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  • Interim Evaluation Brief
  • October 2022

Strengthening the Education System in Guatemala

Ministry support for teacher selection and recruitment reform facilitated change 

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Program Overview

MCC’s $28 million Guatemala Threshold Program (2016-2021) aimed to provide quality educational opportunities for Guatemala’s youth that have relevance to the labor market, and mobilize additional government resources that are needed to address binding constraints to economic growth. The Education Project consisted of three activities: (1) Quality of Education in Support of Student Success; (2) Improving Technical and Vocational Education and Training; and (3) Strengthening of Institutional and Planning Capacity. This interim evaluation brief focuses on Activity 3.

Evaluator Description

MCC commissioned Mathematica to conduct an independent performance evaluation of the Strengthening of Institutional and Planning Capacity Activity of the Education Project. Full interim report results and learning:

Key Findings

Teacher Recruitment and Professional Development

  • The Ministry of Education’s support for reform, the teacher’s union support, and the promise of stakeholder incentives led to a 2021 ministerial decree for teacher selection and recruitment.
  • The lack of knowledge about the decree within the Ministry threatens its sustainability.

Service Standards for Planning and Budgeting

  • The implementing organization (FHI360) developed and promoted seven learning standards to improve equitable lower secondary education, but this did not increase funding.
  • FHI360 facilitated the creation of planning and budgeting tools for staff to use up-to-date data.
  • Scarce resources, the lack of a champion within the Ministry to advocate for financial increases, and lack of public awareness are barriers to increased and sustained funding.

Decision Support Systems for Planning and Budgeting

  • Respondents agree that educational resources are insufficient to implement the national curriculum.
  • Lack of capacity, lack of a champion, and a culture of deprioritizing lower secondary continue to be barriers to improved quality of middle school education.

Evaluation Questions

This interim performance evaluation was designed to answer the following questions:
  1. 1 To what extent was the implementer able to complete activities in accordance with the work plan?
  2. 2 To what extent did the Strengthening of Institutional and Planning Capacity Activity help improve decision-making and resource utilization in the Ministry of Education?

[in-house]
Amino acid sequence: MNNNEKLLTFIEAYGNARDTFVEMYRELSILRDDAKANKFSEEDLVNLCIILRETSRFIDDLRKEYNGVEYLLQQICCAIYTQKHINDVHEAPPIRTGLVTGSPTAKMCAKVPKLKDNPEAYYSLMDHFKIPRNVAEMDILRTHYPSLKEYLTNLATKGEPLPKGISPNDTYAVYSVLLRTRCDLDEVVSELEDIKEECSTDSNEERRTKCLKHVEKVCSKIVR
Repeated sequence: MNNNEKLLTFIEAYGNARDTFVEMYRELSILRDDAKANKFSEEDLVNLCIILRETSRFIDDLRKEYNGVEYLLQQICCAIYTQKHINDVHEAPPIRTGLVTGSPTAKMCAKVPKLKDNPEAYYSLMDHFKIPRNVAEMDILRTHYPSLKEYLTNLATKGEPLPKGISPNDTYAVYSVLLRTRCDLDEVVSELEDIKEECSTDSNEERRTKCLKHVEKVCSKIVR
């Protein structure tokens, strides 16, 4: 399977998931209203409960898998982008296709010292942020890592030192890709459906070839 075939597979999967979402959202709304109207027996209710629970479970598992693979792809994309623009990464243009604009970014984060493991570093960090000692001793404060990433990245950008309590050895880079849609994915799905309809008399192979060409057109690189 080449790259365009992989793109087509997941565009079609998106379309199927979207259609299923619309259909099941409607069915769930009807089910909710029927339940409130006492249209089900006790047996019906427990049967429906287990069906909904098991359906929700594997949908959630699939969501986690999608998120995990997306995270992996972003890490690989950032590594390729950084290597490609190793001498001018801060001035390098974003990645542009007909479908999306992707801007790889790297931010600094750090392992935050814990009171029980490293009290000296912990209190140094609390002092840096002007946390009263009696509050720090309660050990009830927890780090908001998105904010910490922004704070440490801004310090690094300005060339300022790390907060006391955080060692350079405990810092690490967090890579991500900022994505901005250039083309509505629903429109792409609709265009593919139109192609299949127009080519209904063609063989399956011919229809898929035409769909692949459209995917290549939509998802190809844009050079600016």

Detailed Findings

Teacher Recruitment and Professional Development

Stakeholder perceptions of the equitable distribution of qualified teachers across departments and school modalities (percentage). The majority of respondents believe the distribution of qualified teachers is inequitable.

The Guatemalan government officially adopted the Ministerial Agreement to implement the new teacher recruitment and professional development process in January 2021. The Agreement regulates the teacher recruitment and selection process for lower-secondary schools in Guatemala. The Ministry’s Office of Evaluation and Research (DIGEDUCA) is now responsible for conducting the diagnostic assessments, and since the beginning of 2021 they have been working on developing these tests. Key informants noted that the math, reading, science, and teaching assessments are almost complete; however, they were not certain that the new recruitment and selection process would be fully operational by the end of 2021. At the time of data collection, the Ministry of Education had not yet approved the teaching position descriptions for lower secondary school. Challenges such as the lack of an internal champion, knowledge of the purpose and goals of the reform, and lack of teachers who pass the certification exam have created delays in the approval process. The Ministry cannot hire new teachers with permanent contracts without certified teachers. There is a consensus that the teachers union is no longer a major barrier to the reform. Key informants are hopeful that, with the support from the Ministry’s leadership, the teaching positions will be approved, and the new teacher recruitment and selection system will be in place in 2022.

Service Standards for Planning and Budgeting